15th October, 2018
A Researcher for Amnesty International, Oleg Kozlovsky, has described how he was abducted in Southern Russia by men who drove him to a field as “violent.”
He said he was held at a gunpoint, where the abductors made him take off his clothes, beat him, and tried to blackmail him.
Kozlovsky, 34, told Reuters after his release that he was abducted on Oct. 6, in Ingushetia, a majority-Muslim region around 1,500 km south of Moscow, currently in the grip of public protests over a land swap deal with neighboring Chechnya.
The researcher said his abductors wore dark baseball caps and medical masks and did not identify themselves.
He added that “one of these people put my head down, took out a gun and put it to the back of my head and said he would shoot me.”
Kozlovsky said that the men also tried to blackmail him into working as an informer for police tasked with tackling cases of extremism, an offer he refused.
Reuters interviewed Kozlovsky on Thursday, but held the story until Monday to allow him and his family to take security measures.
The Amnesty worker said he had filed a statement with Russia’s Investigative Committee on Oct. 9, but had not received a response by Monday.
The Investigative Committee and local branches of the Federal Security Service and Interior Ministry did not immediately respond to Reuters’ requests for comment.
Kozlovsky went to Ingushetia on Oct. 5, to research freedom of assembly in the context of the land swap protests rocking Ingushetia.
On the evening of Oct. 6, he said a man knocked on the door of his hotel room in the regional capital Magas and told him a protest leader wanted to speak to him.
He said he was then led to a car and once inside joined by two men who took his phone and started hitting him and asking him who he was and what he was doing.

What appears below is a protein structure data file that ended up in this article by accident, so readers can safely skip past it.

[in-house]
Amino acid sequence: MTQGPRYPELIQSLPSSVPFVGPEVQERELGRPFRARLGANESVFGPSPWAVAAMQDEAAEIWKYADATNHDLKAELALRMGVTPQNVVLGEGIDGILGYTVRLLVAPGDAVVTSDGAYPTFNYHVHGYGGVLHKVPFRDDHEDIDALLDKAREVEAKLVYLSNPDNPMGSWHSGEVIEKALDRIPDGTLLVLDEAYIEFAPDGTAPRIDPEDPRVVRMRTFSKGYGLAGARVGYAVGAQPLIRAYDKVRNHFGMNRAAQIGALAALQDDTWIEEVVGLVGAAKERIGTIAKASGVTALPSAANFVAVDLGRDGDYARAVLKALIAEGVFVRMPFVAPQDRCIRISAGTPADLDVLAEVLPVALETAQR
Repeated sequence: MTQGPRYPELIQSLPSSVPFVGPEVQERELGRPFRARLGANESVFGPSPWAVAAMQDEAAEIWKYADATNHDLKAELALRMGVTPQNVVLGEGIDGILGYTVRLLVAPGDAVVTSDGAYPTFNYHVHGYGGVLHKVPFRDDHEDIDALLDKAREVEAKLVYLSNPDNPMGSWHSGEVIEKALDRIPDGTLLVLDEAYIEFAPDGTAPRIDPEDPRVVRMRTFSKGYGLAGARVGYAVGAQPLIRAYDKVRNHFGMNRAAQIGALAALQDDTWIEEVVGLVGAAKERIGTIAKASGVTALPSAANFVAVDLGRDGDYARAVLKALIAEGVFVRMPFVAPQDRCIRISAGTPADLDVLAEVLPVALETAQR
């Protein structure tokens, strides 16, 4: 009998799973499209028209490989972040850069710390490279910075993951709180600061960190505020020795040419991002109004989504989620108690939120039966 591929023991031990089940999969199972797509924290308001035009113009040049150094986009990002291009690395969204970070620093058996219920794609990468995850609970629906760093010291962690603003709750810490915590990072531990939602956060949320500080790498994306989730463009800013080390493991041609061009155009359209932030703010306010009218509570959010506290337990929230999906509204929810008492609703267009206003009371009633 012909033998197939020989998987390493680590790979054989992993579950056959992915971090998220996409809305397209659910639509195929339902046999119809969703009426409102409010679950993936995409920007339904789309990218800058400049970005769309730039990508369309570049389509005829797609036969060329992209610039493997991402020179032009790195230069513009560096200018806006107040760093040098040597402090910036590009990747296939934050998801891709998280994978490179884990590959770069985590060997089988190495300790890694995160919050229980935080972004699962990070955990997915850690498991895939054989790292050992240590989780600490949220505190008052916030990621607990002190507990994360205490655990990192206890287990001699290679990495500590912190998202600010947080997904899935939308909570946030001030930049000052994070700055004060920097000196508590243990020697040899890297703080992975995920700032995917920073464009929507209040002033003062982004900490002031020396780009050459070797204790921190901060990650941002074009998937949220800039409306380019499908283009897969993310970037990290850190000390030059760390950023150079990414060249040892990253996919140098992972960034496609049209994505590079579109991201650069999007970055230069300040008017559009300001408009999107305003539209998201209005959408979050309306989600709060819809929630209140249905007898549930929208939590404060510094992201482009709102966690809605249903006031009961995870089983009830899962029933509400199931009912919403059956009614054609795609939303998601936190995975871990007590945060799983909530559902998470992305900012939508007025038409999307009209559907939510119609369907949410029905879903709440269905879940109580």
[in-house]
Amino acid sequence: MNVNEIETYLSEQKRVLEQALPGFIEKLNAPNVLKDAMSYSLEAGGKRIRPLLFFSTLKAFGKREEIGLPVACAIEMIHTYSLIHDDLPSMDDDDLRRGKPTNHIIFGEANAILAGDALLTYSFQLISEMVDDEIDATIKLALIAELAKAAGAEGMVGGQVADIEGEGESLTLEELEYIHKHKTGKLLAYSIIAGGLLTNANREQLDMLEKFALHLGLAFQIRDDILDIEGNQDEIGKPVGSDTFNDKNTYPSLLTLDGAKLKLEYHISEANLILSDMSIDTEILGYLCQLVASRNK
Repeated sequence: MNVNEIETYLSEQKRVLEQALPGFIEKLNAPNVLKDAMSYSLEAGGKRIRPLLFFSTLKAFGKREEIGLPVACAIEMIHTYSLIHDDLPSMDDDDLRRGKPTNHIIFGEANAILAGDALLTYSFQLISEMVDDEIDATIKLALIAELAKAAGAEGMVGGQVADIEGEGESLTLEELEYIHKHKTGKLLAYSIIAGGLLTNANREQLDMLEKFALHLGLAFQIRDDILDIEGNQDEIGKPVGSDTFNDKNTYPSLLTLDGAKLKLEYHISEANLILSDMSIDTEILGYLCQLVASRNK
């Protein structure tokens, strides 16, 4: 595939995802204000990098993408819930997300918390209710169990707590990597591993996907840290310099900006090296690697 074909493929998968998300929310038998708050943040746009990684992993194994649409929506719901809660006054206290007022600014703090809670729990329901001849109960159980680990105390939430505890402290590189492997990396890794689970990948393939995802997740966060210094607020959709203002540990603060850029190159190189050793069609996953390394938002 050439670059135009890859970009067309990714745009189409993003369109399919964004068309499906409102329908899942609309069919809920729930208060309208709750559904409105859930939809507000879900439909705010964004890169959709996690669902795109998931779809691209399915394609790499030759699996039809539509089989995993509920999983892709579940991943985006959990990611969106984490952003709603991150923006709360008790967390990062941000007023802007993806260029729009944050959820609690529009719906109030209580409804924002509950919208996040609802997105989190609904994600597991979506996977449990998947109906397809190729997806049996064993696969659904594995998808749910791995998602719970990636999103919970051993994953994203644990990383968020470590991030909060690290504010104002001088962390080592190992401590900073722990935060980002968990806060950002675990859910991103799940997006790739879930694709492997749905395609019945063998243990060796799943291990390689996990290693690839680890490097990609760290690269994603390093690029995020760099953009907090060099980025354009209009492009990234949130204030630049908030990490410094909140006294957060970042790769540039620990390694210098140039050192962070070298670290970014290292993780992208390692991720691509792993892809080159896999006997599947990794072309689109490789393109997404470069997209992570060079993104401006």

He was later let out in a field and told to lie down with his hands behind his back and told he would be shot if he tried to run.
An object was pressed against his hands, causing him to suspect they might try to frame him for drug or weapons possession, he said.
The men then made him strip, photographed him, and threatened to publish the photos unless he agreed to work for anti-extremism police.
After he refused, they tried to ensure he’d stay silent, he said.
“They again put me on the ground, again put the gun to the back of my head, and told me to pray. And then they told me that if I tell anyone about all this, they’ll kill my children,” he said.
He said he agreed to keep quiet.
They then returned his possessions, except his phone and camera and drove him, via his hotel, to an airport complaining about how hard it was to tackle extremism.
He flew back to Moscow the next day with a fractured rib.
“I am sure that if they want to, Russian authorities could find them,’’ he said of his abductors. “Of course I don’t know if there is such a desire’’.